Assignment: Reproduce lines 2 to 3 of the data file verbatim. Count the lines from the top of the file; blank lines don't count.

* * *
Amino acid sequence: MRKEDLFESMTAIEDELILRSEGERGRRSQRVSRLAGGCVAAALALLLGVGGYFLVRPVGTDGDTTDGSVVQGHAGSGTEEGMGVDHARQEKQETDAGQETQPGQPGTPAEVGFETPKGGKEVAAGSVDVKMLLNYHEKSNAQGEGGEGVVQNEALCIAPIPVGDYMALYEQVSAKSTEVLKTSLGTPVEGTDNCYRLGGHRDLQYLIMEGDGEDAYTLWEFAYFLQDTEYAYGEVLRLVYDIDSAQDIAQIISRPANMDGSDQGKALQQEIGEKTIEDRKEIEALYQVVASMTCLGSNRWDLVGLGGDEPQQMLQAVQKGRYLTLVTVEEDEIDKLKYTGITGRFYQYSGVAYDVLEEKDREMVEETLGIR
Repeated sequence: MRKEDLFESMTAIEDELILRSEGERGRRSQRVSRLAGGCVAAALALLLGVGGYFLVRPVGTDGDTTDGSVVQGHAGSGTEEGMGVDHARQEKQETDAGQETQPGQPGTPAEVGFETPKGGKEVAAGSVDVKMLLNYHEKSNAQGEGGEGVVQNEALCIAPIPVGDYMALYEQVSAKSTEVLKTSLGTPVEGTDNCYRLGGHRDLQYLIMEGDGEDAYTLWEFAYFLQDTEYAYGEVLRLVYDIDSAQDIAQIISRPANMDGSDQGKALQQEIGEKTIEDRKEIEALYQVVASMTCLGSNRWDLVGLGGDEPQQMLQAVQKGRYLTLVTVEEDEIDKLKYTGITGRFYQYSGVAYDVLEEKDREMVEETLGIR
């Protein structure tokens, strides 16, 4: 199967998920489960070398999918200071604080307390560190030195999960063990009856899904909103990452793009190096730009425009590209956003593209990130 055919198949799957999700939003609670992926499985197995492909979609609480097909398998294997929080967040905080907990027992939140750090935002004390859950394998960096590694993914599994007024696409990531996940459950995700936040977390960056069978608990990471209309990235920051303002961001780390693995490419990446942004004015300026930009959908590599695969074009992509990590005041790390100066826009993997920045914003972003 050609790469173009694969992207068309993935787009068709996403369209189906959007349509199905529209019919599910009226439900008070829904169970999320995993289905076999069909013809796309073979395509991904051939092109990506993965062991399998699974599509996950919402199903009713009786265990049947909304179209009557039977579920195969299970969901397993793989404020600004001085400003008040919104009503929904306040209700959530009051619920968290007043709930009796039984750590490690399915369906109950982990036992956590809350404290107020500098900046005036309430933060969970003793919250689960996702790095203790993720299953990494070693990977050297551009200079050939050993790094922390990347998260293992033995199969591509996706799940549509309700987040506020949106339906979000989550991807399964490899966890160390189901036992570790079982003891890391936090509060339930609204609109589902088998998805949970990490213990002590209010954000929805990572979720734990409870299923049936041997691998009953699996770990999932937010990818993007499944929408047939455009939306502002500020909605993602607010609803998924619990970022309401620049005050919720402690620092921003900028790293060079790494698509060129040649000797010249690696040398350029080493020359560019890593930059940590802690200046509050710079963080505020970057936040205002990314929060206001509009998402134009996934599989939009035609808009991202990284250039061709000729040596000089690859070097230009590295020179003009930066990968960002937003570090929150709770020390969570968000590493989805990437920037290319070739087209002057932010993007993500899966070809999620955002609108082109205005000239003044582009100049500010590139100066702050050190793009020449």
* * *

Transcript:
Repeated sequence: MRKEDLFESMTAIEDELILRSEGERGRRSQRVSRLAGGCVAAALALLLGVGGYFLVRPVGTDGDTTDGSVVQGHAGSGTEEGMGVDHARQEKQETDAGQETQPGQPGTPAEVGFETPKGGKEVAAGSVDVKMLLNYHEKSNAQGEGGEGVVQNEALCIAPIPVGDYMALYEQVSAKSTEVLKTSLGTPVEGTDNCYRLGGHRDLQYLIMEGDGEDAYTLWEFAYFLQDTEYAYGEVLRLVYDIDSAQDIAQIISRPANMDGSDQGKALQQEIGEKTIEDRKEIEALYQVVASMTCLGSNRWDLVGLGGDEPQQMLQAVQKGRYLTLVTVEEDEIDKLKYTGITGRFYQYSGVAYDVLEEKDREMVEETLGIR
């Protein structure tokens, strides 16, 4: 199967998920489960070398999918200071604080307390560190030195999960063990009856899904909103990452793009190096730009425009590209956003593209990130 055919198949799957999700939003609670992926499985197995492909979609609480097909398998294997929080967040905080907990027992939140750090935002004390859950394998960096590694993914599994007024696409990531996940459950995700936040977390960056069978608990990471209309990235920051303002961001780390693995490419990446942004004015300026930009959908590599695969074009992509990590005041790390100066826009993997920045914003972003 050609790469173009694969992207068309993935787009068709996403369209189906959007349509199905529209019919599910009226439900008070829904169970999320995993289905076999069909013809796309073979395509991904051939092109990506993965062991399998699974599509996950919402199903009713009786265990049947909304179209009557039977579920195969299970969901397993793989404020600004001085400003008040919104009503929904306040209700959530009051619920968290007043709930009796039984750590490690399915369906109950982990036992956590809350404290107020500098900046005036309430933060969970003793919250689960996702790095203790993720299953990494070693990977050297551009200079050939050993790094922390990347998260293992033995199969591509996706799940549509309700987040506020949106339906979000989550991807399964490899966890160390189901036992570790079982003891890391936090509060339930609204609109589902088998998805949970990490213990002590209010954000929805990572979720734990409870299923049936041997691998009953699996770990999932937010990818993007499944929408047939455009939306502002500020909605993602607010609803998924619990970022309401620049005050919720402690620092921003900028790293060079790494698509060129040649000797010249690696040398350029080493020359560019890593930059940590802690200046509050710079963080505020970057936040205002990314929060206001509009998402134009996934599989939009035609808009991202990284250039061709000729040596000089690859070097230009590295020179003009930066990968960002937003570090929150709770020390969570968000590493989805990437920037290319070739087209002057932010993007993500899966070809999620955002609108082109205005000239003044582009100049500010590139100066702050050190793009020449």